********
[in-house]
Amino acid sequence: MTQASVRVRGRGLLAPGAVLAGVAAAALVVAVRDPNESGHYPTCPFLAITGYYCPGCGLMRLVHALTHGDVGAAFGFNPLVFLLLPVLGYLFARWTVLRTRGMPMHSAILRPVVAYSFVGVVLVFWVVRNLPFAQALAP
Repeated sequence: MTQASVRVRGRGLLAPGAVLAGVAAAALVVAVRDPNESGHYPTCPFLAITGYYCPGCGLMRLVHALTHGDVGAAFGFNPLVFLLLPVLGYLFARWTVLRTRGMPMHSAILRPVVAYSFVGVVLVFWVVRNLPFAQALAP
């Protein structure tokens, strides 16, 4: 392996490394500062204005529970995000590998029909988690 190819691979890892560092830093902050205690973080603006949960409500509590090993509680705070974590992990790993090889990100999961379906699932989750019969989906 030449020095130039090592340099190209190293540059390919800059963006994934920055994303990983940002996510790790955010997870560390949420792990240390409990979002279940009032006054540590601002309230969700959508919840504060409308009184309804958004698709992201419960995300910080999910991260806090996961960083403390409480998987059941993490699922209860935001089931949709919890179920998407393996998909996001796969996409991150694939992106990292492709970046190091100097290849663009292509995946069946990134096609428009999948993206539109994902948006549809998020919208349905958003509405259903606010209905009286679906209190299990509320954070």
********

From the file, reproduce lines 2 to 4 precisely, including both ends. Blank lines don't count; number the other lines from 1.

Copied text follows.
Amino acid sequence: MTQASVRVRGRGLLAPGAVLAGVAAAALVVAVRDPNESGHYPTCPFLAITGYYCPGCGLMRLVHALTHGDVGAAFGFNPLVFLLLPVLGYLFARWTVLRTRGMPMHSAILRPVVAYSFVGVVLVFWVVRNLPFAQALAP
Repeated sequence: MTQASVRVRGRGLLAPGAVLAGVAAAALVVAVRDPNESGHYPTCPFLAITGYYCPGCGLMRLVHALTHGDVGAAFGFNPLVFLLLPVLGYLFARWTVLRTRGMPMHSAILRPVVAYSFVGVVLVFWVVRNLPFAQALAP
């Protein structure tokens, strides 16, 4: 392996490394500062204005529970995000590998029909988690 190819691979890892560092830093902050205690973080603006949960409500509590090993509680705070974590992990790993090889990100999961379906699932989750019969989906 030449020095130039090592340099190209190293540059390919800059963006994934920055994303990983940002996510790790955010997870560390949420792990240390409990979002279940009032006054540590601002309230969700959508919840504060409308009184309804958004698709992201419960995300910080999910991260806090996961960083403390409480998987059941993490699922209860935001089931949709919890179920998407393996998909996001796969996409991150694939992106990292492709970046190091100097290849663009292509995946069946990134096609428009999948993206539109994902948006549809998020919208349905958003509405259903606010209905009286679906209190299990509320954070």